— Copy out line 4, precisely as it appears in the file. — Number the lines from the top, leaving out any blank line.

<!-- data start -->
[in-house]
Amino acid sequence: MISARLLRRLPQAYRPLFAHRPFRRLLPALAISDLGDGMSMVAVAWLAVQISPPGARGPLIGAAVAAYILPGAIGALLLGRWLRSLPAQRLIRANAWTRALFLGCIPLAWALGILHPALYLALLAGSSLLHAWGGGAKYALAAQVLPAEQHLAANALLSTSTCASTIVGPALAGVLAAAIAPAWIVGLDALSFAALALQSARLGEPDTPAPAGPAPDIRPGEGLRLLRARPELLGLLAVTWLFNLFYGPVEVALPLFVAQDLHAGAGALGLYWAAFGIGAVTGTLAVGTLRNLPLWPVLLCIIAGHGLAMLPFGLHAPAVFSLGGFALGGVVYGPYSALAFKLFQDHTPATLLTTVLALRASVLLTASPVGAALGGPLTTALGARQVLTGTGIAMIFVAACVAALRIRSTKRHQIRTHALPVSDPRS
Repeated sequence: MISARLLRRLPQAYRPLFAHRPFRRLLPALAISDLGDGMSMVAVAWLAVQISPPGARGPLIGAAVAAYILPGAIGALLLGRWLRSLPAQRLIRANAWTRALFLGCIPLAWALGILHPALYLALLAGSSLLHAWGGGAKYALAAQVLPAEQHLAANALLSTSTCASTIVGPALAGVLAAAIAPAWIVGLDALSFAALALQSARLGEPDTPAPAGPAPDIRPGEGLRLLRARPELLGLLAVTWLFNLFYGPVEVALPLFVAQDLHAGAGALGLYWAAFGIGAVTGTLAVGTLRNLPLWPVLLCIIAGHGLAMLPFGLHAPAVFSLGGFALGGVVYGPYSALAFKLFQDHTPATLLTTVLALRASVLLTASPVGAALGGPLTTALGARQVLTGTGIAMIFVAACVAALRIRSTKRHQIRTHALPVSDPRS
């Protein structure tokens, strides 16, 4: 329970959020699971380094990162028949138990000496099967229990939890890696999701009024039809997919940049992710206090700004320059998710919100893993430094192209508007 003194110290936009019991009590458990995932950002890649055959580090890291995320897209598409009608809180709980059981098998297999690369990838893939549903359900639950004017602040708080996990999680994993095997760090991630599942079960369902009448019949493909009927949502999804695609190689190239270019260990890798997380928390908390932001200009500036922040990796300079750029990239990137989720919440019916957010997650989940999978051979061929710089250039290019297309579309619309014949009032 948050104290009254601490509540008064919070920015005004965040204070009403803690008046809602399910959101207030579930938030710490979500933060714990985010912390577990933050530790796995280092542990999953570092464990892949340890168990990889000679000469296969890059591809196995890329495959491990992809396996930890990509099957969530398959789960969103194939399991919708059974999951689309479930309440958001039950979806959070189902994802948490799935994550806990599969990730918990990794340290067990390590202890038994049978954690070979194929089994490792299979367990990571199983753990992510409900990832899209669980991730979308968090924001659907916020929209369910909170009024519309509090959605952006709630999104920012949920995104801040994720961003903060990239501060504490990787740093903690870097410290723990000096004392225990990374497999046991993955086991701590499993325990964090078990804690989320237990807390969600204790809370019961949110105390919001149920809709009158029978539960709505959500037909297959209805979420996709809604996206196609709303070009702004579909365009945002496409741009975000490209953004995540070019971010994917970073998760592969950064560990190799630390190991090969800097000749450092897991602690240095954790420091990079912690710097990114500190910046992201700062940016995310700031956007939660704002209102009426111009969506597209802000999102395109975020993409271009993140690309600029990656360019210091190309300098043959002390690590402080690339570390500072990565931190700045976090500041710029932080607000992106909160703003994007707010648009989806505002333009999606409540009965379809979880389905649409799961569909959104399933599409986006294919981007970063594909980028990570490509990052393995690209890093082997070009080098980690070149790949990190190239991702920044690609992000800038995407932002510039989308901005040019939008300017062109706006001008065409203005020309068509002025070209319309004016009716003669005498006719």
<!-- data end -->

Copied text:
């Protein structure tokens, strides 16, 4: 329970959020699971380094990162028949138990000496099967229990939890890696999701009024039809997919940049992710206090700004320059998710919100893993430094192209508007 003194110290936009019991009590458990995932950002890649055959580090890291995320897209598409009608809180709980059981098998297999690369990838893939549903359900639950004017602040708080996990999680994993095997760090991630599942079960369902009448019949493909009927949502999804695609190689190239270019260990890798997380928390908390932001200009500036922040990796300079750029990239990137989720919440019916957010997650989940999978051979061929710089250039290019297309579309619309014949009032 948050104290009254601490509540008064919070920015005004965040204070009403803690008046809602399910959101207030579930938030710490979500933060714990985010912390577990933050530790796995280092542990999953570092464990892949340890168990990889000679000469296969890059591809196995890329495959491990992809396996930890990509099957969530398959789960969103194939399991919708059974999951689309479930309440958001039950979806959070189902994802948490799935994550806990599969990730918990990794340290067990390590202890038994049978954690070979194929089994490792299979367990990571199983753990992510409900990832899209669980991730979308968090924001659907916020929209369910909170009024519309509090959605952006709630999104920012949920995104801040994720961003903060990239501060504490990787740093903690870097410290723990000096004392225990990374497999046991993955086991701590499993325990964090078990804690989320237990807390969600204790809370019961949110105390919001149920809709009158029978539960709505959500037909297959209805979420996709809604996206196609709303070009702004579909365009945002496409741009975000490209953004995540070019971010994917970073998760592969950064560990190799630390190991090969800097000749450092897991602690240095954790420091990079912690710097990114500190910046992201700062940016995310700031956007939660704002209102009426111009969506597209802000999102395109975020993409271009993140690309600029990656360019210091190309300098043959002390690590402080690339570390500072990565931190700045976090500041710029932080607000992106909160703003994007707010648009989806505002333009999606409540009965379809979880389905649409799961569909959104399933599409986006294919981007970063594909980028990570490509990052393995690209890093082997070009080098980690070149790949990190190239991702920044690609992000800038995407932002510039989308901005040019939008300017062109706006001008065409203005020309068509002025070209319309004016009716003669005498006719």